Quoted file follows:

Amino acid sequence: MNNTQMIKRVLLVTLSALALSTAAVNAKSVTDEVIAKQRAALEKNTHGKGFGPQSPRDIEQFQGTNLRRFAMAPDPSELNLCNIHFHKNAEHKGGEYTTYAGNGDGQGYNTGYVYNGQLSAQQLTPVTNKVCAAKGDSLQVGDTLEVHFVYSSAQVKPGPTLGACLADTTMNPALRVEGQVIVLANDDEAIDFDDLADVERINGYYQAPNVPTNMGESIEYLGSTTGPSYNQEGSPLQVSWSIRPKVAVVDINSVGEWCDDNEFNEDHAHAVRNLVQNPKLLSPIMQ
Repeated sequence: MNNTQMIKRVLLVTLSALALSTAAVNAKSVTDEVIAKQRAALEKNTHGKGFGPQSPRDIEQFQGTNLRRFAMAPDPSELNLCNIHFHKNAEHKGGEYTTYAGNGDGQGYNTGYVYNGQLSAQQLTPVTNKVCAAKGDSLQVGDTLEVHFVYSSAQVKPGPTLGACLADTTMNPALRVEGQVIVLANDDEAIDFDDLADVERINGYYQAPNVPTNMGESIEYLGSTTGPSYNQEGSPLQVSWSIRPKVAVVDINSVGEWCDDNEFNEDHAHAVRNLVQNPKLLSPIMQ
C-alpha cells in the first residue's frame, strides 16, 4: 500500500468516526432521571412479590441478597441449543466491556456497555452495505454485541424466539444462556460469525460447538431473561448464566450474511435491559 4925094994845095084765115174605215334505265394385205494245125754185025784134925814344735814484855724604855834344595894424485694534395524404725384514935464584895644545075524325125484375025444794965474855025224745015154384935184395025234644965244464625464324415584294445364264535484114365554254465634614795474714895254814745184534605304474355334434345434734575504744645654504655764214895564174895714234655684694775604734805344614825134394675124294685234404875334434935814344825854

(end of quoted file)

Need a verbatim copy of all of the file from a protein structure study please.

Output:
Amino acid sequence: MNNTQMIKRVLLVTLSALALSTAAVNAKSVTDEVIAKQRAALEKNTHGKGFGPQSPRDIEQFQGTNLRRFAMAPDPSELNLCNIHFHKNAEHKGGEYTTYAGNGDGQGYNTGYVYNGQLSAQQLTPVTNKVCAAKGDSLQVGDTLEVHFVYSSAQVKPGPTLGACLADTTMNPALRVEGQVIVLANDDEAIDFDDLADVERINGYYQAPNVPTNMGESIEYLGSTTGPSYNQEGSPLQVSWSIRPKVAVVDINSVGEWCDDNEFNEDHAHAVRNLVQNPKLLSPIMQ
Repeated sequence: MNNTQMIKRVLLVTLSALALSTAAVNAKSVTDEVIAKQRAALEKNTHGKGFGPQSPRDIEQFQGTNLRRFAMAPDPSELNLCNIHFHKNAEHKGGEYTTYAGNGDGQGYNTGYVYNGQLSAQQLTPVTNKVCAAKGDSLQVGDTLEVHFVYSSAQVKPGPTLGACLADTTMNPALRVEGQVIVLANDDEAIDFDDLADVERINGYYQAPNVPTNMGESIEYLGSTTGPSYNQEGSPLQVSWSIRPKVAVVDINSVGEWCDDNEFNEDHAHAVRNLVQNPKLLSPIMQ
C-alpha cells in the first residue's frame, strides 16, 4: 500500500468516526432521571412479590441478597441449543466491556456497555452495505454485541424466539444462556460469525460447538431473561448464566450474511435491559 4925094994845095084765115174605215334505265394385205494245125754185025784134925814344735814484855724604855834344595894424485694534395524404725384514935464584895644545075524325125484375025444794965474855025224745015154384935184395025234644965244464625464324415584294445364264535484114365554254465634614795474714895254814745184534605304474355334434345434734575504744645654504655764214895564174895714234655684694775604734805344614825134394675124294685234404875334434935814344825854